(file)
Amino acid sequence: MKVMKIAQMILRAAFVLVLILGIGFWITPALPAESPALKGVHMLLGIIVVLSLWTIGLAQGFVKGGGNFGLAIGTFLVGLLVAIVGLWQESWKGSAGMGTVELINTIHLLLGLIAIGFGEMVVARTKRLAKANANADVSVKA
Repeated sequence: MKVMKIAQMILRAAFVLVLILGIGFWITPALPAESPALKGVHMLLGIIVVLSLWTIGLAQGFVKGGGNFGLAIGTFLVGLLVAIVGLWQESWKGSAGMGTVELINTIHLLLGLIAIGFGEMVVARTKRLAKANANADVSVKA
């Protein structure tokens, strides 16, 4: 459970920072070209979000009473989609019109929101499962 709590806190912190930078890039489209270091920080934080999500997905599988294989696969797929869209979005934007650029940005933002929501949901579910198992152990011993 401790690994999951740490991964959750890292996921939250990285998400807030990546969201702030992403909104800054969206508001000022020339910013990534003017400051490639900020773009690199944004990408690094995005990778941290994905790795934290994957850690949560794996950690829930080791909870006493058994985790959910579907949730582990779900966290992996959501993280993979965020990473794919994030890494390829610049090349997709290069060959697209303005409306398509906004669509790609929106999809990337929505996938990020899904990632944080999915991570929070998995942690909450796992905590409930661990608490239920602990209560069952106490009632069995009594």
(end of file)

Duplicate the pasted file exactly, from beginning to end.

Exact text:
Amino acid sequence: MKVMKIAQMILRAAFVLVLILGIGFWITPALPAESPALKGVHMLLGIIVVLSLWTIGLAQGFVKGGGNFGLAIGTFLVGLLVAIVGLWQESWKGSAGMGTVELINTIHLLLGLIAIGFGEMVVARTKRLAKANANADVSVKA
Repeated sequence: MKVMKIAQMILRAAFVLVLILGIGFWITPALPAESPALKGVHMLLGIIVVLSLWTIGLAQGFVKGGGNFGLAIGTFLVGLLVAIVGLWQESWKGSAGMGTVELINTIHLLLGLIAIGFGEMVVARTKRLAKANANADVSVKA
């Protein structure tokens, strides 16, 4: 459970920072070209979000009473989609019109929101499962 709590806190912190930078890039489209270091920080934080999500997905599988294989696969797929869209979005934007650029940005933002929501949901579910198992152990011993 401790690994999951740490991964959750890292996921939250990285998400807030990546969201702030992403909104800054969206508001000022020339910013990534003017400051490639900020773009690199944004990408690094995005990778941290994905790795934290994957850690949560794996950690829930080791909870006493058994985790959910579907949730582990779900966290992996959501993280993979965020990473794919994030890494390829610049090349997709290069060959697209303005409306398509906004669509790609929106999809990337929505996938990020899904990632944080999915991570929070998995942690909450796992905590409930661990608490239920602990209560069952106490009632069995009594």